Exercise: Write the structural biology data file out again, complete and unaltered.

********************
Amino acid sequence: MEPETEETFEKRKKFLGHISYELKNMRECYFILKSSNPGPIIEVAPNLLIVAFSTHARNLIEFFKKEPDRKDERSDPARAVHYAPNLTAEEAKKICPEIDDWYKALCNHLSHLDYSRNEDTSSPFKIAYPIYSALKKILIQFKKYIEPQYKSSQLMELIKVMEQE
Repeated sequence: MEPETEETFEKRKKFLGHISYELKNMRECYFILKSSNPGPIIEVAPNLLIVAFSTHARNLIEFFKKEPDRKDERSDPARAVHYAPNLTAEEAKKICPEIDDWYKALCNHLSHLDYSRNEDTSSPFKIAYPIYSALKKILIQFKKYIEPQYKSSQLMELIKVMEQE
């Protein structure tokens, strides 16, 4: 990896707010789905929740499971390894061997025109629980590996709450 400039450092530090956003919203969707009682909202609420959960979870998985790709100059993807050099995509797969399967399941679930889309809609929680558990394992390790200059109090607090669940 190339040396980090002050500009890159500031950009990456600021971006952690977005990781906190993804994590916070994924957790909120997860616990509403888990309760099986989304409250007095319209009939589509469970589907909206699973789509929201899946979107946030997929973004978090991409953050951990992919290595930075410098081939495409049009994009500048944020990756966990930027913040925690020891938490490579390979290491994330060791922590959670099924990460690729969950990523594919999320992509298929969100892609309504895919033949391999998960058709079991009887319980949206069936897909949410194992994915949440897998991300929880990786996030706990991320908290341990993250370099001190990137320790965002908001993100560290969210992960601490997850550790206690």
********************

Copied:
Amino acid sequence: MEPETEETFEKRKKFLGHISYELKNMRECYFILKSSNPGPIIEVAPNLLIVAFSTHARNLIEFFKKEPDRKDERSDPARAVHYAPNLTAEEAKKICPEIDDWYKALCNHLSHLDYSRNEDTSSPFKIAYPIYSALKKILIQFKKYIEPQYKSSQLMELIKVMEQE
Repeated sequence: MEPETEETFEKRKKFLGHISYELKNMRECYFILKSSNPGPIIEVAPNLLIVAFSTHARNLIEFFKKEPDRKDERSDPARAVHYAPNLTAEEAKKICPEIDDWYKALCNHLSHLDYSRNEDTSSPFKIAYPIYSALKKILIQFKKYIEPQYKSSQLMELIKVMEQE
């Protein structure tokens, strides 16, 4: 990896707010789905929740499971390894061997025109629980590996709450 400039450092530090956003919203969707009682909202609420959960979870998985790709100059993807050099995509797969399967399941679930889309809609929680558990394992390790200059109090607090669940 190339040396980090002050500009890159500031950009990456600021971006952690977005990781906190993804994590916070994924957790909120997860616990509403888990309760099986989304409250007095319209009939589509469970589907909206699973789509929201899946979107946030997929973004978090991409953050951990992919290595930075410098081939495409049009994009500048944020990756966990930027913040925690020891938490490579390979290491994330060791922590959670099924990460690729969950990523594919999320992509298929969100892609309504895919033949391999998960058709079991009887319980949206069936897909949410194992994915949440897998991300929880990786996030706990991320908290341990993250370099001190990137320790965002908001993100560290969210992960601490997850550790206690």